A Boeing 737 MAX 8 airplane being built for Oman Air at the company’s Renton, Washington facility in April 2019.
Photo: Ted S. Warren (AP)

At least four current or former Boeing employees called a Federal Aviation Administration hotline to report issues with the company’s 737 Max line of jets on April 5, the day after Ethiopia’s minister of transportation released a preliminary report on the crash of Ethopian Airlines flight 302 in March 2019 that killed 157 people, CNN reported this weekend.

The Ethopian crash was the second involving the 737 Max line. Lion Air Flight 610 went down in the Java Sea in October 2018, killing 189 people.

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According to CNN’s source, the calls to the FAA hotline mainly involved now widely known issues with a piece of equipment called the angle of attack sensor, which measures the angle of the plane in the air, and its Maneuvering Characteristics Augmentation System (MCAS). That system, designed to deal with potential issues that could arise from the plane’s redesigned engine placement, automatically adjusts the plane’s angle to prevent stalling.

If the angle of attack sensor malfunctions and feeds bad data into the system, a situation reportedly made worse by a decision to have MCAS only rely on one of the two sensors on board at a time, MCAS could repeatedly activate and send 737 Max jets into a nosedive—an issue which Ethiopian authorities said was likely to blame in their preliminary report. Boeing has said such a situation can be mitigated by deactivating the system, but reports have suggested that did not work before the Ethiopian crash, as the system re-engaged itself.

However, CNN reported that one of the complaints is a new issue: A “foreign object” that damaged wiring attached to the sensor. The FAA told CNN it may be opening a new investigation as a result:

The FAA tells CNN it received the four hotline submissions on April 5, and it may be opening up an entirely new investigative angle into what went wrong in the crashes of two Boeing 737 Max commercial airliners — Lion Air flight 620 in October and Ethiopian Air flight 302 in March.

Among the complaints is a previously unreported issue involving damage to the wiring of the angle of attack sensor by a foreign object, according to the source.

Boeing has reportedly had previous issues with foreign object debris in its manufacturing process; The New York Times reported metal shavings were found near wiring of Boeing 787 Dreamliner planes, and the Air Force stopped deliveries of the Boeing KC-46 tanker after foreign object debris was found in some of the planes coming off the production line.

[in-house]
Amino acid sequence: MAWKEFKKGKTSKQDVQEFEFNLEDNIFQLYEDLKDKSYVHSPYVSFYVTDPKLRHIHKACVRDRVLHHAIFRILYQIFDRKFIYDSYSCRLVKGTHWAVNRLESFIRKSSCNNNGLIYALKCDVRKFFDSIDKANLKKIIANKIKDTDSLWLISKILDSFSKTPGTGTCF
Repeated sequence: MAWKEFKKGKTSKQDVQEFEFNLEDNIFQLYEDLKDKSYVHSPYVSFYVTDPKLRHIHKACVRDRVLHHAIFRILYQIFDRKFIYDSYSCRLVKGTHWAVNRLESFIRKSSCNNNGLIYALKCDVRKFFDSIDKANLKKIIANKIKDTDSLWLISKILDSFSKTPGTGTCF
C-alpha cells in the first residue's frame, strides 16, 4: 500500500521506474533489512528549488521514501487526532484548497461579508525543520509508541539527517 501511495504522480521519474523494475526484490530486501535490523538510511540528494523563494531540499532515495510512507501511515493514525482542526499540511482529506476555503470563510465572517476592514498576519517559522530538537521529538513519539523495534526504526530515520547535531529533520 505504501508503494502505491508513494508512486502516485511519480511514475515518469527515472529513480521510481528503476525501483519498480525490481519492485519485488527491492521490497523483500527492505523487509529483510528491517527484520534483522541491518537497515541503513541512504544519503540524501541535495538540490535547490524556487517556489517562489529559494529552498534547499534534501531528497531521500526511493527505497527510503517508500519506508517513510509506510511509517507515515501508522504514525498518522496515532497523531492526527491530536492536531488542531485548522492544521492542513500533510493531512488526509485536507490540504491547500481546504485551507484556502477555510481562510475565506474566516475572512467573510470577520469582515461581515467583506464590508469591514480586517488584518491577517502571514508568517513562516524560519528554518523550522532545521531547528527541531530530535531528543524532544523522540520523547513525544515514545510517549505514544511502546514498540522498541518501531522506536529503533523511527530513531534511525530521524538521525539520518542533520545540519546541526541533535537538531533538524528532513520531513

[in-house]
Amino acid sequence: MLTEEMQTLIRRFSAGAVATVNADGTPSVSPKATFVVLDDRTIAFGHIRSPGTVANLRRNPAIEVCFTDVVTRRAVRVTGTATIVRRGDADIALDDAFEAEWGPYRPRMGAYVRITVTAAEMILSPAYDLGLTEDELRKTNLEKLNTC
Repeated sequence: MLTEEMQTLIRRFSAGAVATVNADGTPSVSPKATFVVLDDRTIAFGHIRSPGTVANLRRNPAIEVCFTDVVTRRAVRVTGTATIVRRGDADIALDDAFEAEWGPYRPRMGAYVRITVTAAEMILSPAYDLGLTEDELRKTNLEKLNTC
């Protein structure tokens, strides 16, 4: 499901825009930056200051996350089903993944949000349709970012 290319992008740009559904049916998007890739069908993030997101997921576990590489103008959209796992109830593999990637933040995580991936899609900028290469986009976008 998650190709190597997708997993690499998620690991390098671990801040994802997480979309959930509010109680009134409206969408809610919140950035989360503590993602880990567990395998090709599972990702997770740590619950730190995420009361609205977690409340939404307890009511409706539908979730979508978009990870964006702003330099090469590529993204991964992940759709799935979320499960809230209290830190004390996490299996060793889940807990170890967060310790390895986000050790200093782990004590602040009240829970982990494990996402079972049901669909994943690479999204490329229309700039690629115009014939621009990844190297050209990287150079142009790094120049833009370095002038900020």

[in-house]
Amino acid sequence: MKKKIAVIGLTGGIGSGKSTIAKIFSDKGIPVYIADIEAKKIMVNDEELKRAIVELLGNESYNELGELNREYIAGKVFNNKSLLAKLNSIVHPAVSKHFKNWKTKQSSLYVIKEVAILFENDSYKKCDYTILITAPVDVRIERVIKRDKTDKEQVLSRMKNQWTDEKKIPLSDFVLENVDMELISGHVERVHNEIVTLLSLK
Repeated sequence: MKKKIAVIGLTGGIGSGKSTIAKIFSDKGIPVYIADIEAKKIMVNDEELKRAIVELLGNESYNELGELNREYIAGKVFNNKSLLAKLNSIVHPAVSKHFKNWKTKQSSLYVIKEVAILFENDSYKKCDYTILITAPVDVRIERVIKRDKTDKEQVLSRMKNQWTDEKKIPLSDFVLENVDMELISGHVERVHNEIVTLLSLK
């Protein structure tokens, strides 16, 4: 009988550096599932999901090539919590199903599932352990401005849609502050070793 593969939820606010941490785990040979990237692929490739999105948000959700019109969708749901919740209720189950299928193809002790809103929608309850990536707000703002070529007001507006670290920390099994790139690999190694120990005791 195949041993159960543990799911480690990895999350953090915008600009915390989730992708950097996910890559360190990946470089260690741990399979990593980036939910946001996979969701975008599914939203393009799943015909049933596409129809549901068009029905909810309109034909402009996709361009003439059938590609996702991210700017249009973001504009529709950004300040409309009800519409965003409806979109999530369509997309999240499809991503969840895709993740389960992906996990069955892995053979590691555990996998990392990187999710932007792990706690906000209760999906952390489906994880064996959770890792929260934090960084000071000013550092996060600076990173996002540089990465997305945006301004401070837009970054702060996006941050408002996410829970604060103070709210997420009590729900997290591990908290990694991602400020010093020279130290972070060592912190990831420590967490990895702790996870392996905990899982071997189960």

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The entire 737 Max line is currently grounded, and the planes will not be allowed to return to service in the U.S. unless they are cleared by the FAA. Earlier this month, the FAA released a draft report stating that a planned Boeing software update for the jets is “operationally suitable,” but the groundings are expected to continue until at least late May or early June. (It’s not clear whether the allegations reported on Saturday will affect that timeline.) Boeing has also said it will make an angle of attack sensor indicator that displays the readings from both sensors side by side a standard feature of the 737 Max; that system was previously only offered as an optional upgrade.

Boeing is currently facing dozens of lawsuits related to the crashes, while airlines are estimated to be losing hundreds of millions of dollars while their expensive new planes go unused. American Airlines, which operates 24 737 Max jets, said it would lose $350 million in 2019 as a result of the groundings.

Whistleblowers have reportedly separately claimed that FAA inspectors who approved the 737 Max line were not properly trained and did not possess the required certifications. As CNN noted, critics have targeted the FAA for allowing the jet to be sold despite the possibility of a single malfunctioning sensor triggering MCAS, suggesting that the agency has too close a relationship with Boeing.

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In a statement to CNN, the FAA wrote, “Safety is FAA’s top priority, and we have a longstanding well-established aircraft certification process that has consistently produced safe aircraft. When certifying an aircraft, we do not consider a single factor in isolation. Rather, we look at the interaction of all elements and systems, in addition to human and other external factors.”

“The single angle of attack sensor was considered in relation to a variety of other factors, specifically well-known pilot procedures that would mitigate the effects of a failure,” the FAA added. “MCAS design, certification tests, and cockpit procedures were evaluated using a standard industry approach to failure analysis.”

Boeing “did not immediately respond to a request for comment on the whistleblower reports,” CNN wrote.

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[CNN]